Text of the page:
A group of 4,400 Avoca-area plaintiffs must drop a controversial environmental contamination lawsuit first filed by disgraced attorney Robert Powell, a federal judge in New York ruled Monday.
The Avoca plaintiffs recently tried to reactivate their 2005 lawsuit in Luzerne County, filed by Powell Law Group, P.C., against the former Kerr-McGee Corp., which manufactured railroad ties in Avoca from 1956 to 1996.
The suit alleged contamination from the company’s wood treatment plant caused diseases, illness and death.
However, the Avoca plaintiffs and others across the country were awarded compensation from a bankruptcy settlement with Kerr-McGee and related corporate entities that had been approved by the U.S. District Court based in New York City.
Kerr-McGee and related corporate entities filed an action in the New York court to block revival of the Luzerne County suit, arguing the plaintiffs had accepted a settlement and could not go back to the well to obtain more.
U.S. District Court Judge Katherine B. Forrest held a Dec. 3 hearing that attracted a busload of Avoca plaintiffs and issued a ruling Feb. 1 ordering the Avoca plaintiffs to dismiss the Luzerne County suit and “make no attempt” to file similar claims against Kerr-McGee or related entities “in any other forum.”
The case also is of interest to plaintiffs in an unrelated suit involving the Luzerne County Kids for Cash scandal.
Powell, who was charged in the juvenile justice corruption case, has negotiated a settlement with juvenile victims and their guardians requiring him to pay $4.75 million and possibly more if his net worth is determined to be higher.
Powell initiated the Avoca litigation and could receive additional legal compensation if the revived Avoca case resulted in additional awards in Luzerne County Court.
Powell cannot practice law because he was disbarred, but he is still listed as president of the Powell Law Group. Jill Moran is listed as secretary of the firm in state corporation records.
The Powell firm brought in New York City firm Weitz & Luxenberg, P.C. — famous for their asbestos litigation — to handle the environmental case, but the Powell firm continues to act as co-counsel in the Avoca litigation, according to paperwork filed by Weitz & Luxenberg in the New York court.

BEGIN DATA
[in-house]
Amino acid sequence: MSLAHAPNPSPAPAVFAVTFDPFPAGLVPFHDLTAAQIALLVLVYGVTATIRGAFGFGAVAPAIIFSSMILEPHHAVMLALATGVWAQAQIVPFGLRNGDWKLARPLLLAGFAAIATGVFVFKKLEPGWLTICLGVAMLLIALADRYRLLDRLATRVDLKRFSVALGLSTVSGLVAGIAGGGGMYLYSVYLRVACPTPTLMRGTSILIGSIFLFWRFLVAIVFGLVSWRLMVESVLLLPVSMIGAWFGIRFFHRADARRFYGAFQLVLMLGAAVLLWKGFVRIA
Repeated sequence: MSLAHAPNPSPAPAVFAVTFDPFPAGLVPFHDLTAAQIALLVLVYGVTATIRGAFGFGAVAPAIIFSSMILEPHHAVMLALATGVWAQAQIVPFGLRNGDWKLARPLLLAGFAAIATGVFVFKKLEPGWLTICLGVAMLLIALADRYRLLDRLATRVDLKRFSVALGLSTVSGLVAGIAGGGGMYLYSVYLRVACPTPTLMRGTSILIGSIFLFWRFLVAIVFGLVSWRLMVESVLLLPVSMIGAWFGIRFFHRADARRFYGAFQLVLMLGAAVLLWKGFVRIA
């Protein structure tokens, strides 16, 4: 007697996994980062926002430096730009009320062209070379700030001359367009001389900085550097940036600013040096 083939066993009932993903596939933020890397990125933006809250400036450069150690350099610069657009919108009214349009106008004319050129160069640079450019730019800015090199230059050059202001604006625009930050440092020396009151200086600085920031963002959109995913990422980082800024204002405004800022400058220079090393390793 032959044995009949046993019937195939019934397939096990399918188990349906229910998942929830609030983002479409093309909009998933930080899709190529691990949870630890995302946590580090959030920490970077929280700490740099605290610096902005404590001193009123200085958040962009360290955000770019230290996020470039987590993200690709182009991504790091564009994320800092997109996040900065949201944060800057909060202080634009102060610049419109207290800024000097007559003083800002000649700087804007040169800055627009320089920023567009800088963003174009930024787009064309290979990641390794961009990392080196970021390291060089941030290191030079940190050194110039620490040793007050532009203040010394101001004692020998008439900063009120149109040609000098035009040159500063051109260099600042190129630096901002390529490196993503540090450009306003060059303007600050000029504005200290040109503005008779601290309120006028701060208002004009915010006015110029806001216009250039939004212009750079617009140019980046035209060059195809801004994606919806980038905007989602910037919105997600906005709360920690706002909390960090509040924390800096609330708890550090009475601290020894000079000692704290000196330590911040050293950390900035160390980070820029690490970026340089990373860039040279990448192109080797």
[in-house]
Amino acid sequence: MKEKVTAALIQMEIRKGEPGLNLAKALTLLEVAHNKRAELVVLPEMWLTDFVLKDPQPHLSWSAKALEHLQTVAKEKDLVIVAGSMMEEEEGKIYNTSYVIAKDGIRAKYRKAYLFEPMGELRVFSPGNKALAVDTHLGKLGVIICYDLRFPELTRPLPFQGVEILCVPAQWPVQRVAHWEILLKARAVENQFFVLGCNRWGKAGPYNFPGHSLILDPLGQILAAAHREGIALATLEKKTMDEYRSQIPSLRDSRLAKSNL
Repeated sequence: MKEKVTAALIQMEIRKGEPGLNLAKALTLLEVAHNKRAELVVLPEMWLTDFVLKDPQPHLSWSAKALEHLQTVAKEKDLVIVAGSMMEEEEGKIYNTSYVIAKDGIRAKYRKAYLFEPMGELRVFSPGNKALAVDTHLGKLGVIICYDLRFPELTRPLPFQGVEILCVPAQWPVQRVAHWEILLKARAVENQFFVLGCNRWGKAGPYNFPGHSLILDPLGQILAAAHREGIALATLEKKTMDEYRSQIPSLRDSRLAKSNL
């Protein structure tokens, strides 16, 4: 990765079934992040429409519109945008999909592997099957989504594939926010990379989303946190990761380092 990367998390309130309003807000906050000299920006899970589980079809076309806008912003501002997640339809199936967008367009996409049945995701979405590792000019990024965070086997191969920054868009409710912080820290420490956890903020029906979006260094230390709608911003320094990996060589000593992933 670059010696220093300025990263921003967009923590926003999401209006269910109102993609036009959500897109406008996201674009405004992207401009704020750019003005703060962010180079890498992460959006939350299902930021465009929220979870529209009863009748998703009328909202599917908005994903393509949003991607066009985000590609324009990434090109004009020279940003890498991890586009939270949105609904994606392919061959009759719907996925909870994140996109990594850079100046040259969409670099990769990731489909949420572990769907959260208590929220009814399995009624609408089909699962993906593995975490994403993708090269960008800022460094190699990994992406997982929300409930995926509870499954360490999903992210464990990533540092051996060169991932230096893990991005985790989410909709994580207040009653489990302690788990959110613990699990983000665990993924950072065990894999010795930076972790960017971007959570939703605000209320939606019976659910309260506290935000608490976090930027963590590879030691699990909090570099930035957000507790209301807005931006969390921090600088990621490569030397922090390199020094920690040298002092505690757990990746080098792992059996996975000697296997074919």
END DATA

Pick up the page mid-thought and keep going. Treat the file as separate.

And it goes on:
Jim Haddock, whose late mother is among the plaintiffs, said Wednesday he was not aware of the ruling but expects an appeal will be filed.
The Avoca area residents had argued they are legally permitted to seek full compensation and emphasized they were not “made whole” by the bankruptcy settlement. Their filing cites a claimant who must still undergo medical monitoring but received a bankruptcy case settlement of only $1,608 and another with lung cancer who was paid just $225,121.
Judge: Positions ‘mistaken’
In her ruling, Forrest described some legal positions taken by the Avoca plaintiffs as “mistaken” and “misguided.”
The corporate entities that operated the plant from 1956 to 1996 — the period of questionable activity alleged in the Luzerne County suit — were part of the bankruptcy settlement, she said.
That means the only remaining target for the Avoca litigation is the entity known today as Kerr-McGee Corp., which did not come into existence until 2001, she said. Her order describes this company as “(new) Kerr-McGee.”
New Kerr-McGee wasn’t part of the bankruptcy settlement and can’t be held liable because it was formed several years after the negligence and injury alleged in the Avoca litigation, the judge wrote.
“No plausible claim is left for the Avoca Plaintiffs to pursue against (new) Kerr-McGee Corp,” she said.
The Avoca plaintiffs had intended to “carve out such claims” during the bankruptcy settlements, but “intent alone cannot breathe life into that which has ceased to exist,” she wrote in the 59-page opinion.
Haddock, a former Avoca mayor who now oversees Luzerne County’s clerk of courts and prothonotary’s offices, has informally become a local spokesperson for the Avoca plaintiffs.
He has said his mother suffered from several medical conditions that he blames on carcinogens and chemicals used at the Kerr-McGee operation and believes the company is responsible for cancers in both adults and children, respiratory problems, heart conditions and rashes and other skin disorders.
The bankruptcy settlement covered about 32 percent of what the 4,400 Avoca plaintiffs had claimed in damages, he said.
Many people who lived or worked near the Avoca property have received their payments in the bankruptcy settlement, but some are still waiting due to issues with Medicare and Medicaid reimbursements or the processing of estates involving plaintiffs who have died, Haddock said.
The total bankruptcy settlement was $5.1 billion, with 12.5 percent going to victims in seven groups across the country, he said.
Luzerne County Judge William Amesbury was assigned to the case here but had delayed the proceedings to await the federal court ruling, his office said.
Reach Jennifer Learn-Andes at 570-991-6388 or on Twitter @TLJenLearnAndes.